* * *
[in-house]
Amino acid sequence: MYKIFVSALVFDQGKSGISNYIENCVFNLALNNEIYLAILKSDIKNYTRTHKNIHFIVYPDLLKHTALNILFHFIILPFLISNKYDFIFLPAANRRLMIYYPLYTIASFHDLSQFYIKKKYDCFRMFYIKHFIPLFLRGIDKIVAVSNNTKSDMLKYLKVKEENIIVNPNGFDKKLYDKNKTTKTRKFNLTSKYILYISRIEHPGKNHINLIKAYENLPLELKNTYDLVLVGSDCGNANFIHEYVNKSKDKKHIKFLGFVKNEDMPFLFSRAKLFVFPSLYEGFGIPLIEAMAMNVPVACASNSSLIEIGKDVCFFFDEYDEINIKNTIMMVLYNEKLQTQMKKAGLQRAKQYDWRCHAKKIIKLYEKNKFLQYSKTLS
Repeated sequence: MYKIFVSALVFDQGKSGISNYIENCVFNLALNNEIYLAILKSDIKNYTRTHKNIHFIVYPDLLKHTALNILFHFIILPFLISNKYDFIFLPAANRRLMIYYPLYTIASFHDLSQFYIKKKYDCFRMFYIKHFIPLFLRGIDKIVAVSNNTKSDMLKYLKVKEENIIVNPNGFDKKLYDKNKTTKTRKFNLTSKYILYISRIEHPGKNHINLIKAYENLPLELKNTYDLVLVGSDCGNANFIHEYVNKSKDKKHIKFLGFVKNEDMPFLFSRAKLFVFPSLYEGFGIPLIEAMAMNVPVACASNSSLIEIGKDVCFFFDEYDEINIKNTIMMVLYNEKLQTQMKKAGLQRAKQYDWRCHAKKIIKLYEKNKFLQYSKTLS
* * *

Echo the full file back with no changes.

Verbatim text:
[in-house]
Amino acid sequence: MYKIFVSALVFDQGKSGISNYIENCVFNLALNNEIYLAILKSDIKNYTRTHKNIHFIVYPDLLKHTALNILFHFIILPFLISNKYDFIFLPAANRRLMIYYPLYTIASFHDLSQFYIKKKYDCFRMFYIKHFIPLFLRGIDKIVAVSNNTKSDMLKYLKVKEENIIVNPNGFDKKLYDKNKTTKTRKFNLTSKYILYISRIEHPGKNHINLIKAYENLPLELKNTYDLVLVGSDCGNANFIHEYVNKSKDKKHIKFLGFVKNEDMPFLFSRAKLFVFPSLYEGFGIPLIEAMAMNVPVACASNSSLIEIGKDVCFFFDEYDEINIKNTIMMVLYNEKLQTQMKKAGLQRAKQYDWRCHAKKIIKLYEKNKFLQYSKTLS
Repeated sequence: MYKIFVSALVFDQGKSGISNYIENCVFNLALNNEIYLAILKSDIKNYTRTHKNIHFIVYPDLLKHTALNILFHFIILPFLISNKYDFIFLPAANRRLMIYYPLYTIASFHDLSQFYIKKKYDCFRMFYIKHFIPLFLRGIDKIVAVSNNTKSDMLKYLKVKEENIIVNPNGFDKKLYDKNKTTKTRKFNLTSKYILYISRIEHPGKNHINLIKAYENLPLELKNTYDLVLVGSDCGNANFIHEYVNKSKDKKHIKFLGFVKNEDMPFLFSRAKLFVFPSLYEGFGIPLIEAMAMNVPVACASNSSLIEIGKDVCFFFDEYDEINIKNTIMMVLYNEKLQTQMKKAGLQRAKQYDWRCHAKKIIKLYEKNKFLQYSKTLS